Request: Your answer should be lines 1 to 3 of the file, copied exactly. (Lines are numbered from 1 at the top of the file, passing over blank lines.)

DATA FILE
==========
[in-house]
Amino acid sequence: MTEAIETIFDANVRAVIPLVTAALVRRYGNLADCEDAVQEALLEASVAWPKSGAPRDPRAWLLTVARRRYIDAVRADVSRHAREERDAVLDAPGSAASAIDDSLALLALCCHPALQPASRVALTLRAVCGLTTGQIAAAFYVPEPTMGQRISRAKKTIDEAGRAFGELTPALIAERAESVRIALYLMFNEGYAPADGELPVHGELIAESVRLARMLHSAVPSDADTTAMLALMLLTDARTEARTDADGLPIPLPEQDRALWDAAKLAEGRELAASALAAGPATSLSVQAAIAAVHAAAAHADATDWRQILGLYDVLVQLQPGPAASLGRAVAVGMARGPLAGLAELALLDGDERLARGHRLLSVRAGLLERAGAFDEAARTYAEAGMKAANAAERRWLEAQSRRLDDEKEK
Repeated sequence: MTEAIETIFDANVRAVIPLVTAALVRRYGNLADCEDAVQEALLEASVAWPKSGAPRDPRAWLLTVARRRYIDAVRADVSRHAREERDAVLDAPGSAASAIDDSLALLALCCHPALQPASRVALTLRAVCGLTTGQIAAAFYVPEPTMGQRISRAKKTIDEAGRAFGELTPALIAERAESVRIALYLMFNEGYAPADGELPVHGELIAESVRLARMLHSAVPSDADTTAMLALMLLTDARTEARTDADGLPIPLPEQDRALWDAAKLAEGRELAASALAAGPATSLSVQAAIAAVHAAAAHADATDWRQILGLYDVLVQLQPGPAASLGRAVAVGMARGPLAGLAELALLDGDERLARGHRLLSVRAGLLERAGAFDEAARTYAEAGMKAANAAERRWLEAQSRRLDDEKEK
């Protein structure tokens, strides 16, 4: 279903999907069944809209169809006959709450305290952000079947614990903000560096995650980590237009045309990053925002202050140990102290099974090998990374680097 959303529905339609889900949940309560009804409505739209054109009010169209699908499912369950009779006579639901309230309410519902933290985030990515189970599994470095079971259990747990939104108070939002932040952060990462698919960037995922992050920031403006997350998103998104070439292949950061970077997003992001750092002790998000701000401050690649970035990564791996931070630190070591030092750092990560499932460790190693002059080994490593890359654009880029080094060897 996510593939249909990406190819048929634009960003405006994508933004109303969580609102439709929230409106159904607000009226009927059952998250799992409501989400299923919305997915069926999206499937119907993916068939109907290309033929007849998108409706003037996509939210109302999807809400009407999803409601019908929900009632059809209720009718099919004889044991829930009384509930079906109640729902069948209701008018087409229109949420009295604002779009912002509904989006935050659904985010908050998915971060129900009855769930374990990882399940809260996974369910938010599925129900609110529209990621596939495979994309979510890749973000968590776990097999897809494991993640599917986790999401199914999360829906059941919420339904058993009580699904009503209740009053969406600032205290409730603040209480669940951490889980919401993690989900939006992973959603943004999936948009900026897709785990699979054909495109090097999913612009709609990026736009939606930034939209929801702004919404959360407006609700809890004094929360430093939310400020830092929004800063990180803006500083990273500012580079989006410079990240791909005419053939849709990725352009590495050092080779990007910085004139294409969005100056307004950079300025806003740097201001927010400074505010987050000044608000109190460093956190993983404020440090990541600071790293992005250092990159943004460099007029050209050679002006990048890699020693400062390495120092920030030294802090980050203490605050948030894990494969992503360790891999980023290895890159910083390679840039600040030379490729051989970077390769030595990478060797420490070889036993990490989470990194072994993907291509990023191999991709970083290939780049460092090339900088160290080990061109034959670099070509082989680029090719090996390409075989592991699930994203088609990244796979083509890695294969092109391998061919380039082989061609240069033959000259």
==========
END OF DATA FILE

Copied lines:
[in-house]
Amino acid sequence: MTEAIETIFDANVRAVIPLVTAALVRRYGNLADCEDAVQEALLEASVAWPKSGAPRDPRAWLLTVARRRYIDAVRADVSRHAREERDAVLDAPGSAASAIDDSLALLALCCHPALQPASRVALTLRAVCGLTTGQIAAAFYVPEPTMGQRISRAKKTIDEAGRAFGELTPALIAERAESVRIALYLMFNEGYAPADGELPVHGELIAESVRLARMLHSAVPSDADTTAMLALMLLTDARTEARTDADGLPIPLPEQDRALWDAAKLAEGRELAASALAAGPATSLSVQAAIAAVHAAAAHADATDWRQILGLYDVLVQLQPGPAASLGRAVAVGMARGPLAGLAELALLDGDERLARGHRLLSVRAGLLERAGAFDEAARTYAEAGMKAANAAERRWLEAQSRRLDDEKEK
Repeated sequence: MTEAIETIFDANVRAVIPLVTAALVRRYGNLADCEDAVQEALLEASVAWPKSGAPRDPRAWLLTVARRRYIDAVRADVSRHAREERDAVLDAPGSAASAIDDSLALLALCCHPALQPASRVALTLRAVCGLTTGQIAAAFYVPEPTMGQRISRAKKTIDEAGRAFGELTPALIAERAESVRIALYLMFNEGYAPADGELPVHGELIAESVRLARMLHSAVPSDADTTAMLALMLLTDARTEARTDADGLPIPLPEQDRALWDAAKLAEGRELAASALAAGPATSLSVQAAIAAVHAAAAHADATDWRQILGLYDVLVQLQPGPAASLGRAVAVGMARGPLAGLAELALLDGDERLARGHRLLSVRAGLLERAGAFDEAARTYAEAGMKAANAAERRWLEAQSRRLDDEKEK